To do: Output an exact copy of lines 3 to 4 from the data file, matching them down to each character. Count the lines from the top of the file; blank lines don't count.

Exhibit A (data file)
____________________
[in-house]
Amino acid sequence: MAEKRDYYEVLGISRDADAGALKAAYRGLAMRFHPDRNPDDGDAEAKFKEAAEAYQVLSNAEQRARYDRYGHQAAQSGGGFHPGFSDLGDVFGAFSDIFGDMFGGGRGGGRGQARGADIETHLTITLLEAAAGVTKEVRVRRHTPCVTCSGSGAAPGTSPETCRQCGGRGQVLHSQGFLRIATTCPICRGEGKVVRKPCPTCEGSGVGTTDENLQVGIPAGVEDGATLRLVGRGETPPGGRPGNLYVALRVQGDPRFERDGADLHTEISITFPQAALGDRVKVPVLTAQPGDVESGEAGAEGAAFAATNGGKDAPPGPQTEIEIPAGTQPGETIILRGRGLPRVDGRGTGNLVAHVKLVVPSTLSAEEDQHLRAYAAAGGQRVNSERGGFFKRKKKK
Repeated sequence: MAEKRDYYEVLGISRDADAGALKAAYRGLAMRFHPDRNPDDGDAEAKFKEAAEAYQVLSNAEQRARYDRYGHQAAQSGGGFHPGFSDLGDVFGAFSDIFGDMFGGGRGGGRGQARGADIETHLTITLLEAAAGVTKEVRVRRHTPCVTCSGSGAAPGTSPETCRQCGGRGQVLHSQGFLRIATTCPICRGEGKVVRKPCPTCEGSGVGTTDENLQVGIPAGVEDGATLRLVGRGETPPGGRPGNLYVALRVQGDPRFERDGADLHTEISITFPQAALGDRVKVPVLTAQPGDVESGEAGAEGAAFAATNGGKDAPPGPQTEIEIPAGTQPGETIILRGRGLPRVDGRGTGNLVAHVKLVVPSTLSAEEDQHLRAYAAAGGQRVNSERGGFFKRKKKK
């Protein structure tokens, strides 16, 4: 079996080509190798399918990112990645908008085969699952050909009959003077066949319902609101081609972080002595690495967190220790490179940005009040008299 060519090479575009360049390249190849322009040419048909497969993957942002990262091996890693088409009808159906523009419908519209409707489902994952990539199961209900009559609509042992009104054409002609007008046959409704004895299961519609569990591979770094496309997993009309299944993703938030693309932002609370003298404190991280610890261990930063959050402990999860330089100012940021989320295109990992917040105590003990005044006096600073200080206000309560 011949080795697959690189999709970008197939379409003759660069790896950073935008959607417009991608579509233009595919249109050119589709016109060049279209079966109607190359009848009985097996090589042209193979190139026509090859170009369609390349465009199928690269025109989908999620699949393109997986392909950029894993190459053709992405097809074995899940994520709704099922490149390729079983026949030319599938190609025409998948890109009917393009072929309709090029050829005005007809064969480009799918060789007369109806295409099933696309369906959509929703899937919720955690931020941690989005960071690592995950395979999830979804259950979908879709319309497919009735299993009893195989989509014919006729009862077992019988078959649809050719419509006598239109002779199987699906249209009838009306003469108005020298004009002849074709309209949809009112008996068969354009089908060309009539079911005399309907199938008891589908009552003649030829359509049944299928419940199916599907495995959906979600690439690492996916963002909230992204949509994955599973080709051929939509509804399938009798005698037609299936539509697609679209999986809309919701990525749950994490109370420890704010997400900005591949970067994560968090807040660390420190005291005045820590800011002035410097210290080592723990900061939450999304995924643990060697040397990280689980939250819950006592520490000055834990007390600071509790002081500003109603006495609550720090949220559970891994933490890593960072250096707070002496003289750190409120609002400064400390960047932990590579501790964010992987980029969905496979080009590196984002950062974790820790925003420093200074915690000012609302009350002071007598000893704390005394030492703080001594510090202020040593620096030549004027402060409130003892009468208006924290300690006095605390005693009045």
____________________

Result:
Repeated sequence: MAEKRDYYEVLGISRDADAGALKAAYRGLAMRFHPDRNPDDGDAEAKFKEAAEAYQVLSNAEQRARYDRYGHQAAQSGGGFHPGFSDLGDVFGAFSDIFGDMFGGGRGGGRGQARGADIETHLTITLLEAAAGVTKEVRVRRHTPCVTCSGSGAAPGTSPETCRQCGGRGQVLHSQGFLRIATTCPICRGEGKVVRKPCPTCEGSGVGTTDENLQVGIPAGVEDGATLRLVGRGETPPGGRPGNLYVALRVQGDPRFERDGADLHTEISITFPQAALGDRVKVPVLTAQPGDVESGEAGAEGAAFAATNGGKDAPPGPQTEIEIPAGTQPGETIILRGRGLPRVDGRGTGNLVAHVKLVVPSTLSAEEDQHLRAYAAAGGQRVNSERGGFFKRKKKK
């Protein structure tokens, strides 16, 4: 079996080509190798399918990112990645908008085969699952050909009959003077066949319902609101081609972080002595690495967190220790490179940005009040008299 060519090479575009360049390249190849322009040419048909497969993957942002990262091996890693088409009808159906523009419908519209409707489902994952990539199961209900009559609509042992009104054409002609007008046959409704004895299961519609569990591979770094496309997993009309299944993703938030693309932002609370003298404190991280610890261990930063959050402990999860330089100012940021989320295109990992917040105590003990005044006096600073200080206000309560 011949080795697959690189999709970008197939379409003759660069790896950073935008959607417009991608579509233009595919249109050119589709016109060049279209079966109607190359009848009985097996090589042209193979190139026509090859170009369609390349465009199928690269025109989908999620699949393109997986392909950029894993190459053709992405097809074995899940994520709704099922490149390729079983026949030319599938190609025409998948890109009917393009072929309709090029050829005005007809064969480009799918060789007369109806295409099933696309369906959509929703899937919720955690931020941690989005960071690592995950395979999830979804259950979908879709319309497919009735299993009893195989989509014919006729009862077992019988078959649809050719419509006598239109002779199987699906249209009838009306003469108005020298004009002849074709309209949809009112008996068969354009089908060309009539079911005399309907199938008891589908009552003649030829359509049944299928419940199916599907495995959906979600690439690492996916963002909230992204949509994955599973080709051929939509509804399938009798005698037609299936539509697609679209999986809309919701990525749950994490109370420890704010997400900005591949970067994560968090807040660390420190005291005045820590800011002035410097210290080592723990900061939450999304995924643990060697040397990280689980939250819950006592520490000055834990007390600071509790002081500003109603006495609550720090949220559970891994933490890593960072250096707070002496003289750190409120609002400064400390960047932990590579501790964010992987980029969905496979080009590196984002950062974790820790925003420093200074915690000012609302009350002071007598000893704390005394030492703080001594510090202020040593620096030549004027402060409130003892009468208006924290300690006095605390005693009045």